We all like spending money, whether it’s on lavish underwear or new and freaky gadgets, however much to our dismay; if the money going out doesn’t match the money coming in, we go into debt, fall out with the bank and it all heads downhill from there.
Having a business is no different. Cash is your fuel, if you run out and find yourself stranded in the middle of the dessert, then you’re on the road to your own demise.
Although it’s fun to act like a kid in a candy store sometimes, it is crucial to know where your operating capital is going. Knowing how much fuel you have left, assures that you will get to the next station without running out of gas in the middle of the perilous desert.
Managing your startup’s “burn rate” is an essential part of day-to-day business. Your “runway”, or the length of time your startup can continue operating at your current spend level, depends on this financial figure, so keeping it under control is fundamental. If you don’t have a solid understanding of the cash inflow and outflow of your startup then you could find yourself in a pickle.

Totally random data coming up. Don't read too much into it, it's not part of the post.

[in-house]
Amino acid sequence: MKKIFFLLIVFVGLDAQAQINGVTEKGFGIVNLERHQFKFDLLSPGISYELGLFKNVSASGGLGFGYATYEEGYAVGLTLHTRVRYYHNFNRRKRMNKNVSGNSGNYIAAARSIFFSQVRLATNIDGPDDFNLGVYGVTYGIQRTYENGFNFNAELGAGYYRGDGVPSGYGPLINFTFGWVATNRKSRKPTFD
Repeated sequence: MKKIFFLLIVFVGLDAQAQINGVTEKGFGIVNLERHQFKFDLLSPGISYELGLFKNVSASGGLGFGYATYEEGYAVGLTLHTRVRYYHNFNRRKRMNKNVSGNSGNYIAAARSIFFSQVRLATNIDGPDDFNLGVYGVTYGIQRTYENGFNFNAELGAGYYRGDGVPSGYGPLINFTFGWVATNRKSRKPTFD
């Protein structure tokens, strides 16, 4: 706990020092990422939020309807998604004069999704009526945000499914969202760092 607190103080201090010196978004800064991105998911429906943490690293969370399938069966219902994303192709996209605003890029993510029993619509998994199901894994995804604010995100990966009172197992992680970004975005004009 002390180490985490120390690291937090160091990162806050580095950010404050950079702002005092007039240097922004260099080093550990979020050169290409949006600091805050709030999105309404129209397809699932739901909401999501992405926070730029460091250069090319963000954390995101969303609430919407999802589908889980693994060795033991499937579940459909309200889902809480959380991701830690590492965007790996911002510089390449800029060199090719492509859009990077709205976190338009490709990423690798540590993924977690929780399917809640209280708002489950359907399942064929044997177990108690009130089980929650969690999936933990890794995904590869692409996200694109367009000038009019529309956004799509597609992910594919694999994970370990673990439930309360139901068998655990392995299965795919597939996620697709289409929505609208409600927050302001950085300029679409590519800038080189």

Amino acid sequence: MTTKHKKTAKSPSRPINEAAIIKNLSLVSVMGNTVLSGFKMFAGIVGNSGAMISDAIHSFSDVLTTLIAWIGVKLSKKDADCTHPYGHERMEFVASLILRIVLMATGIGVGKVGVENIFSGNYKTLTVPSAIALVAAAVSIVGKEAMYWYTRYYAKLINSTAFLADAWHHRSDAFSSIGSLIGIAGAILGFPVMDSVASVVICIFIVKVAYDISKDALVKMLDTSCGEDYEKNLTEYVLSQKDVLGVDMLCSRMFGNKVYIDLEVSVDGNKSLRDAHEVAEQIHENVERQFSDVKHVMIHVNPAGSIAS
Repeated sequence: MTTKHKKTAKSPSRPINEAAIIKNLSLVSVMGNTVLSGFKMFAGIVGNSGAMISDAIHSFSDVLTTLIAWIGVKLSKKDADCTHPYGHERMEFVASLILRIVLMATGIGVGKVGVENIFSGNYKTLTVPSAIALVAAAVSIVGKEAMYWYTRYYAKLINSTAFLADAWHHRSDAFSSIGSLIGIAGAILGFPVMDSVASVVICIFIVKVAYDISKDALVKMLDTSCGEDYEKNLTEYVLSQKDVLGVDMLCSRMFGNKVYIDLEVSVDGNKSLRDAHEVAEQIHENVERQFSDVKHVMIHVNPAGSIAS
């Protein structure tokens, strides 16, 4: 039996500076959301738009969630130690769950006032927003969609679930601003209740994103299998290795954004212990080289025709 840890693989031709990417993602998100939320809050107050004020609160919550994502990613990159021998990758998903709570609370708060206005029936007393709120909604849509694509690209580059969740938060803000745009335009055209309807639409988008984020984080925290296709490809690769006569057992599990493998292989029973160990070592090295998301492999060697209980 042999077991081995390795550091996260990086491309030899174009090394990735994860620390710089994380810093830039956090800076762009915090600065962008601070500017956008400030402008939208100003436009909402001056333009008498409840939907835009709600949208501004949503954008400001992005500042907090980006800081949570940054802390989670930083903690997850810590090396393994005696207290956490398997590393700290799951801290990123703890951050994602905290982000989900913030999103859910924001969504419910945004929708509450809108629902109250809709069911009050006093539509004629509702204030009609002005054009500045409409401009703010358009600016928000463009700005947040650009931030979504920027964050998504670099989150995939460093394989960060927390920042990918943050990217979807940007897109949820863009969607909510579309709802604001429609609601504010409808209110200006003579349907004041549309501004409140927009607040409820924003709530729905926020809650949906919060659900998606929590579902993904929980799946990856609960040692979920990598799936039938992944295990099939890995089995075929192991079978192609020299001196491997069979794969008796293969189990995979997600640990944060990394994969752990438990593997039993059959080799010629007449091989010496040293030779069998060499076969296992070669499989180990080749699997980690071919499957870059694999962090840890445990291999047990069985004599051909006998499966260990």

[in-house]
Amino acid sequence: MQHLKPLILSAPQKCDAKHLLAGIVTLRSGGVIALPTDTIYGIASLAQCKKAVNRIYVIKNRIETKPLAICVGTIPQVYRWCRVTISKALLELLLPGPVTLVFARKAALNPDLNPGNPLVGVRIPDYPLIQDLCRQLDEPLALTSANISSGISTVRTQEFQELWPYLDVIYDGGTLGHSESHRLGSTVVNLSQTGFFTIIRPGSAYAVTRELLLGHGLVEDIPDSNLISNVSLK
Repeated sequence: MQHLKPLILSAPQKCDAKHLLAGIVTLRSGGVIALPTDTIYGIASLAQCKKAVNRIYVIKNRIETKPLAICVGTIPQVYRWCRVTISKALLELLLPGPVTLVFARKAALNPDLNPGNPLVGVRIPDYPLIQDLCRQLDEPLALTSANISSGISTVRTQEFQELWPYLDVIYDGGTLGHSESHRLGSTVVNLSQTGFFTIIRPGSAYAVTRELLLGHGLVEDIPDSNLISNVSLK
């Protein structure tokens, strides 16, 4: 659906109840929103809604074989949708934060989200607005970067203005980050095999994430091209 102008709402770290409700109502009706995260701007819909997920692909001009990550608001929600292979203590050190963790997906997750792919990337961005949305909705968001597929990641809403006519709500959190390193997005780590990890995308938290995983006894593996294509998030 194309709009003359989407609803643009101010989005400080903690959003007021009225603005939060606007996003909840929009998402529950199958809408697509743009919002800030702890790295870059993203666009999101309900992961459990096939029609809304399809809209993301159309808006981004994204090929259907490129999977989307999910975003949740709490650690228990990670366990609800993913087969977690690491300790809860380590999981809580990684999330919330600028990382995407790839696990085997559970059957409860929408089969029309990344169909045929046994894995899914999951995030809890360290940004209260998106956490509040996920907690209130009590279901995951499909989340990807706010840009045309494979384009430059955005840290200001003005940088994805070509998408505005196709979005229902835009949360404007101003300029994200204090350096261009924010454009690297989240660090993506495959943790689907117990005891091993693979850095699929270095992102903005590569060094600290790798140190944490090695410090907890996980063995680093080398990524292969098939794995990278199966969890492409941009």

Preparing coherent and regular financial reports and projections allows you to know how much more runway you have for your startup to break even before your plane crashes into Silicon Valley.
What is burn rate and how do I work that shit out?
Good ol’ Investopedia describes it as follows:
Burn rate is usually quoted in terms of cash spent per month. For example, a burn rate of $1 million would mean the company is spending $1 million per month. When the burn rate begins to exceed forecasts, or revenue fails to meet expectations, the usual recourse is to reduce the burn rate.
How do you calculate it?
This isn’t advanced math and you don’t need an MBA to figure it out.
Burn rate = Gross profits – Operating Expenditure